Home > Law & Enforcement > Torture: The Right to Not Be Tortured

Torture: The Right to Not Be Tortured

Author: Liz Lennox - Updated: 10 January 2013 | commentsComment
 
Human Rights Law Interrogation Rights

Pick up any dictionary and you will find something along these lines: ‘To cause extreme physical pain esp. To extract information. To give mental anguish.’ What you may not find in the dictionary is that for ‘torture’ to occur it is usually when someone acting in authority (a police officer, soldier etc.) causes you serious physical or mental pain to make you give them information, to punish you or to cause you to fear them.

Newspapers and history books are often filled with atrocities committed to people. Thankfully these are usually extreme cases but we are not so mentally developed that we cannot do atrocious things to each other in the name of one cause or other.

Protection

The Human Rights Act (Article 3) and The European Convention on Human Rights specifically prohibit torture; there are no provisos. This is an absolute right. Interestingly, it also includes threatening to torture someone or treat them in an inhumane or degrading manner – so it is not just the act that can breach your rights, it is the suggestion that this will be done. And that’s not all.

The same Article also strictly prohibits inhumane or degrading treatment.

Inhumane Treatment

Inhumane treatment, and punishment; include:
  • inhumane living conditions
  • serious assault
  • interrogation using psychological methods
  • failure to give or refusing medical treatment to someone with a serious illness, disease or defect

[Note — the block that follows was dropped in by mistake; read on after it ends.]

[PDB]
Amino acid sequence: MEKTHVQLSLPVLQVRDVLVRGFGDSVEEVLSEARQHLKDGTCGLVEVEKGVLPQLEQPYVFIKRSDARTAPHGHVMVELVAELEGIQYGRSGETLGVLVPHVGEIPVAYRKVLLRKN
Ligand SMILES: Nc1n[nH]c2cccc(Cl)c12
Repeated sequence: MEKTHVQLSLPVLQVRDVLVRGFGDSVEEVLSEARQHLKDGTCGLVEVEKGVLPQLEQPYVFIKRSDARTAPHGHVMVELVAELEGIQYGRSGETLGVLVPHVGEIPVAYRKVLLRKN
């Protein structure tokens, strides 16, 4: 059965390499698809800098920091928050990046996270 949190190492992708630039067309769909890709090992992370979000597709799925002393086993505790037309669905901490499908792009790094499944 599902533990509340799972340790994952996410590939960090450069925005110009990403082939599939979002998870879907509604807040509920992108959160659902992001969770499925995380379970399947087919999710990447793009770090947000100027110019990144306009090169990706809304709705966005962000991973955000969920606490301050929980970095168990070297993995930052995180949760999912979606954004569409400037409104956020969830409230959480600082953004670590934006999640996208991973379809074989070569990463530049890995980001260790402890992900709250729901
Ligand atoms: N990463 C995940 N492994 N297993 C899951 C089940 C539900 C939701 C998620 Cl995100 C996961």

The authorities have a duty to protect you from someone treating you in this manner, and they are certainly prohibited from inflicting this on you themselves. Because this right is absolute, it cannot be restricted through, for instance, lack of funding, or limited as a result of some crime that you may have committed.

Nor can it be accepted as a means of treating suspected terrorists. From immigrants on the street to detainees at Guantanamo Bay, there are stories of horrendous acts perpetrated against people in the name of national security. This can never be acceptable, no matter what the cause.

I do not claim to have ever been in a war-zone, nor to have worked for the security services but, as an ordinary person on the street, I find it abhorrent that someone should use the name of my country to degrade or torture another human being. The shame of it is that the stories that make it back to us via the media are usually of soldiers treating inmates in this way for fun, for no other purpose than their own amusement. I am not saying that it would be acceptable for the purpose of obtaining information, it isn’t, but at least it would be close to understandable.

It may be that someone could say, ‘well they would do it to us’. This is an argument akin to ‘Billy made me do it’; do we lower ourselves to the level of these ‘others’; do we sacrifice our self-respect and dignity in the name of national security?

As a nation we benefit from the protection of Article 3 and the Convention it stems from, we cannot therefore justify behaving in this way to others. As a generation, these things may be lost in memory one day, but equally history will judge us and our leaders.

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